‘We have to change our plans almost every day,’ Temple international students struggle with new visa rules

Temple University in Philadelphia (Photo by Brendan O'Kane via Flickr Commons)

Like college students across the country, Nienke Oerlemans, had been hoping to rejoin her classmates at Temple University when classes resumed this fall.

But with a recent Trump administration order stripping international students of their visas if their classes move entirely online, Oerlemans, a Dutch national and rising junior, isn’t sure what she’s going to do.

“The only option would be to quarantine in a non-Schengen, or non-banned country, for 14 days and then fly to the U.S. With news is constantly coming out, we have to change our plans almost every day,” Oerlemans said. “I want to make a decision before July 25. Right now, I also have my internship at home, and have to finish that first before flying back.”

Under the administration’s rules, students must enroll for a full-time program of study combining in-person and online instruction to take the minimum number of online classes required to make normal progress in their degree. New international students are still eligible to apply for visas if their consulate services are available.

Oerlemans, who plays on Temple’s field hockey squad, told the Capital-Star that she’s “been working with academic advisors from both school and Temple athletics in order to meet these requirements.

“Right now it looks like it is working out and I was able to register for 3 hybrid/in person-classes,” Oerlemans continued. “This affects my United States experience. When I left the United States in March, I did not expect this to be a problem. Before going to the U.S, I had a lot of expectations, and this was definitely not a part of it.”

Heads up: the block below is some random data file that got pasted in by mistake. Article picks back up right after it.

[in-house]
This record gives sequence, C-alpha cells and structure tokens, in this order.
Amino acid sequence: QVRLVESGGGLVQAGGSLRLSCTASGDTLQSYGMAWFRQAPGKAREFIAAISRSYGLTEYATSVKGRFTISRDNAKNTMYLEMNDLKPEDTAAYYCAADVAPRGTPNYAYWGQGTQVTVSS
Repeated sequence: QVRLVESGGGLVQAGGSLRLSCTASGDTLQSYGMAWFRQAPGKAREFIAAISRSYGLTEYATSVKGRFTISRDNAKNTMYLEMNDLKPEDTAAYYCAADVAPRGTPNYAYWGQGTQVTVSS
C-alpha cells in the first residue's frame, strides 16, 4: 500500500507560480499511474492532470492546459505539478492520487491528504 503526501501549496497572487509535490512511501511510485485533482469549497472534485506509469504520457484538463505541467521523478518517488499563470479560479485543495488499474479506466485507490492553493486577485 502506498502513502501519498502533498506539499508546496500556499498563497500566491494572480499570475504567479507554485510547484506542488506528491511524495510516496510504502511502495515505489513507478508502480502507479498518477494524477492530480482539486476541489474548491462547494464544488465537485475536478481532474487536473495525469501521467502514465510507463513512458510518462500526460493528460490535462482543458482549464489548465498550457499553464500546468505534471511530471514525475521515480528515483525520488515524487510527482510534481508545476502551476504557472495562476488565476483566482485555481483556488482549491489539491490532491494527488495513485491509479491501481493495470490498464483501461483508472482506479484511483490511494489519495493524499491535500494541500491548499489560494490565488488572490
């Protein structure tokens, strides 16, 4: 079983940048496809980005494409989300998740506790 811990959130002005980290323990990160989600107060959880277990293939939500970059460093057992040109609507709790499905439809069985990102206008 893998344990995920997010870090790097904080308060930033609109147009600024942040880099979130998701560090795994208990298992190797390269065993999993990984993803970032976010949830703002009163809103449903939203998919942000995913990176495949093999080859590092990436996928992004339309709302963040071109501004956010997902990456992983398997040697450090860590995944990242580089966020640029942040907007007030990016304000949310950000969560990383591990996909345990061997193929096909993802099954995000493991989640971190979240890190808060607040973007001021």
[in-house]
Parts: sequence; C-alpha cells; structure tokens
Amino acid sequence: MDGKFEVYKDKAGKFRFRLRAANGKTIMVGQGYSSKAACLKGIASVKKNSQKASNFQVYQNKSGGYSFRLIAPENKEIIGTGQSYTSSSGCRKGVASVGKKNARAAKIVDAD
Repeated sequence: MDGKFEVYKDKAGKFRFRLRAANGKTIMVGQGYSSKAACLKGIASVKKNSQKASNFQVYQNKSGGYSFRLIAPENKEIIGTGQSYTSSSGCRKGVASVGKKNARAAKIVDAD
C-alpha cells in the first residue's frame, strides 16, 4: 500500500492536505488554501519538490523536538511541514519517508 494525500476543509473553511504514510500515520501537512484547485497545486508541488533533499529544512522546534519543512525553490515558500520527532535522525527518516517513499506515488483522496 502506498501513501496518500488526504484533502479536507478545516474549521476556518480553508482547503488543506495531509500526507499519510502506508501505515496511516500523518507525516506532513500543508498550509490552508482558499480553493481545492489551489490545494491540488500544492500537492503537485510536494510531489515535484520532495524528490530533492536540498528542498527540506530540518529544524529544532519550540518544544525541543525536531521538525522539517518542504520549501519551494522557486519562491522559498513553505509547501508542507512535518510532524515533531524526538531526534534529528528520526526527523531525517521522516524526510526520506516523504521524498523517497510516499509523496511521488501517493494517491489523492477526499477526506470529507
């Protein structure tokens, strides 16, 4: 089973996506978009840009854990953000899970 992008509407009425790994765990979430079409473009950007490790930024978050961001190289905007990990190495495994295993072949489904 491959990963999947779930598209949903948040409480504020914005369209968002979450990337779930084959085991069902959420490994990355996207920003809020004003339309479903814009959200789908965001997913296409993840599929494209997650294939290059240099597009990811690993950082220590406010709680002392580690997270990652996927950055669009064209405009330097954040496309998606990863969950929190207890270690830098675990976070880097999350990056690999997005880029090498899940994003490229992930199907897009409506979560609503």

Veronika Novakova, a Temple graduate student from the Czech Republic, told the Capital-Star that the administration’s move is counterproductive because international students provide American universities with a big share of their revenue.

Unlike Oerlemans, however, Novakova’s experience studying in the U.S. has been virtual from the beginning.

“I joined Temple University right before COVID-19, so my classes were moved online. I have no chance to experience in-person classes which was one of the main reasons why I came there,” she told the Capital-Star.

Like Oerlemans, she mentioned how hard it is to have some plan because everything changes day by day.

“I am a member of a couple of groups full of international students. We keep each other positive and updated with news,” Novakova said. “Our plan is to wait till the end of July to see if the government makes some announcements if not we will try to go to the country outside of the Schengen Area and then fly to the US.”

On Wednesday, Harvard University and the Massachusetts Institute of Technology sued the Trump administration over the visa change.

Oerlemans and Novakova said they’re grateful for the support shown by their field hockey teammates and coaches, and U.S friends. They have done so by reaching out to them both personally and posting on their social media pages.

“We are family and we are in touch all the time during this crazy situation, keeping each other motivated and positive,” Novakova said.

Correspondent Michala Butler, of Harrisburg, is a junior communications student at Temple University in Philadelphia. Follow her one Twitter, @MickiB16